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Vol. 12, No. 50 Week of December 16, 2007
Providing coverage of Alaska and northern Canada's oil and gas industry

Tallying odds on railbelt energy race

Forecasting power supply winners depends on assessing risks associated with factors such as future gas prices, potential carbon tax

Alan Bailey

Petroleum News

About the only thing that’s certain about the future of power supplies in the Alaska Railbelt is that some things need to change. Tight natural gas supplies, increasing gas prices, proposals for a gas spur line from the North Slope into Southcentral Alaska, an increasing interest in renewable forms of energy and the expiry of several railbelt gas supply contracts for power generation all point to a new era.

“We live in interesting times,” energy utility consultant Mark Foster told the Alaska Energy Authority Technical Conference on the Alaska Railbelt Electrical Grid on Nov. 27. “We really do have a very daunting (power supply) plan challenge before us.”

Multiple options

Foster likened the lineup of future railbelt electrical power supply options to a horserace. Which technology will win in the short, medium or long term, he asked? Options for solving future energy supply concerns include:

• Energy efficiency and conservation;

• Natural gas from the Cook Inlet or the North Slope;

• Resurrecting a novel clean coal power plant at Healy that has been mothballed for several years;

• Coal gasification;

• Power from conventional coal generating facilities;

• Hydropower;

• Wind power;

• Geothermal energy; and

• Tidal power.

“How do you evaluate which one or set of alternatives makes sense?” Foster said. “I think the key is to focus in on what risks are we managing.”

Risk factors

Uncertainties regarding future natural gas price present a major risk factor. Foster estimated future gas prices in Fairbanks, at the northern end of the railbelt electrical grid, in the range $4 to $9 per Btu. That price range came from modified U.S. Energy Information Agency gas price projections, adjusted to reflect the difference in the Alaska market compared to Lower 48 markets, including the transportation costs to ship Alaska North Slope gas to Fairbanks.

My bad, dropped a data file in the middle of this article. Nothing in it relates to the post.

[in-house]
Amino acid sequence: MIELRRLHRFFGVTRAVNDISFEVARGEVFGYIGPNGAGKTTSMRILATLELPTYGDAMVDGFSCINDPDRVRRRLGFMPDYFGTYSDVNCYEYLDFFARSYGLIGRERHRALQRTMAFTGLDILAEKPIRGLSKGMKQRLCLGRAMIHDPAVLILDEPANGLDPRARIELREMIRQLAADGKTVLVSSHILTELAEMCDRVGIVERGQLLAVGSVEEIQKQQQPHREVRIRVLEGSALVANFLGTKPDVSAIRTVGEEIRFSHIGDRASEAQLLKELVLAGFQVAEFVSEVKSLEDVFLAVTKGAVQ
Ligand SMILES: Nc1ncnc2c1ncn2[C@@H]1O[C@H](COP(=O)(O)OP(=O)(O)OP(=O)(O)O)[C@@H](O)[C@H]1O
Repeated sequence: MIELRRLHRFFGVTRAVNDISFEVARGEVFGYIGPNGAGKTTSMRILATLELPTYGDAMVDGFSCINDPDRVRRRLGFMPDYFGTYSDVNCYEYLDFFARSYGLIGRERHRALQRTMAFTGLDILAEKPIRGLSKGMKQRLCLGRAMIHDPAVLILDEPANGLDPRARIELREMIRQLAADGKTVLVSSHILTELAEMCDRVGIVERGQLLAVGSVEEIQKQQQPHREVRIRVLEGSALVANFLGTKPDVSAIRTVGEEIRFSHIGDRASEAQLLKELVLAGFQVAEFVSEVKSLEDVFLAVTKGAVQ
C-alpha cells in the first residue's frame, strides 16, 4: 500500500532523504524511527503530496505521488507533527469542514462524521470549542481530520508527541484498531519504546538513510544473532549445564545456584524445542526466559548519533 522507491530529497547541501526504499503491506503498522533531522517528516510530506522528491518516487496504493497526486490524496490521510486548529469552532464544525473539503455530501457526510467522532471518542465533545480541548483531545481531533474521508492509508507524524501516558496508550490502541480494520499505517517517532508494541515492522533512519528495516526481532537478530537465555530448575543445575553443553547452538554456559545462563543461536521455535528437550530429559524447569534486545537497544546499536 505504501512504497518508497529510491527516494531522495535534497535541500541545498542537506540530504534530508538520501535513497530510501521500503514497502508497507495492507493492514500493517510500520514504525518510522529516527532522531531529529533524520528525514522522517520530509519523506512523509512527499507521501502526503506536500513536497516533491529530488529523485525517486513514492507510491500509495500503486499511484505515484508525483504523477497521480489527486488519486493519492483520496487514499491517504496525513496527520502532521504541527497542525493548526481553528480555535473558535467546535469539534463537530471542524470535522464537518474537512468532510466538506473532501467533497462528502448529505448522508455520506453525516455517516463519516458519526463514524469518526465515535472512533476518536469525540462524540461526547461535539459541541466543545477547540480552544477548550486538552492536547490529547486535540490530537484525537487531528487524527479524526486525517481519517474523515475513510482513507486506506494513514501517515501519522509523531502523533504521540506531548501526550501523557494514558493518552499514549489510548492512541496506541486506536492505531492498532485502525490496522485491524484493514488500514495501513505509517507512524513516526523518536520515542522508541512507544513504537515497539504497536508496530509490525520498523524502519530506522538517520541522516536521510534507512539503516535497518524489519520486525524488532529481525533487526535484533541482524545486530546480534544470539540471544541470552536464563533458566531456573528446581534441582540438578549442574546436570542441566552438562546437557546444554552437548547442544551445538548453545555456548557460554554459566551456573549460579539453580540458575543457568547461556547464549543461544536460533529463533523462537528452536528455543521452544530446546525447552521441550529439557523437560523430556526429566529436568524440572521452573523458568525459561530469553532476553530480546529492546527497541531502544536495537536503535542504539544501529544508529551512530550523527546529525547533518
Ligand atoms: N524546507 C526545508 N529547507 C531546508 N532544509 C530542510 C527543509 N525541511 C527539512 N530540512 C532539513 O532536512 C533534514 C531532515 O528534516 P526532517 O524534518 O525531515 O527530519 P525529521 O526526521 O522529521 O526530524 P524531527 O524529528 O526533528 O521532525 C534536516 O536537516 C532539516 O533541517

“There’s a big range of uncertainty on natural gas prices and how we approach that uncertainty is a critical element of the plan,” Foster said.

There is also significant uncertainty regarding the availability of future supplies of natural gas for the railbelt, whether those supplies would come from the Cook Inlet or the North Slope and whether power generation based on North Slope gas would be better located in the Fairbanks area or in Southcentral Alaska.

Another big unknown is the impact of potential future taxation relating to growing concerns about carbon dioxide emissions and global climate change.

“At some point there’s a financial risk that we need to take to account for the potential for carbon taxes or a carbon cap-and-trade system,” Foster said.

In his analysis, based primarily on data from a Massachusetts Institute of Technology study on the future of coal, Foster assumed a future carbon tax rate of $24 per tonne of carbon dioxide, with a possible range of zero to $36 per tonne.

Stacking the options

Foster has estimated the total cost of electricity production for each energy option in 2005 dollars per megawatt hour, levelized across the period 2015 to 2040. Those costs include capital, fuel and operating costs, and the cost of any electrical transmission lines necessary to integrate new generating facilities into the existing grid.

A chart then stacks the options in order of increasing cost, with bars showing the uncertainty pertaining to carbon taxes for each option.

On the chart, energy conservation stands out as a clear cost winner, with relatively little uncertainty.

“End use efficiency stacks very well, looks very attractive both short term and long term,” Foster said.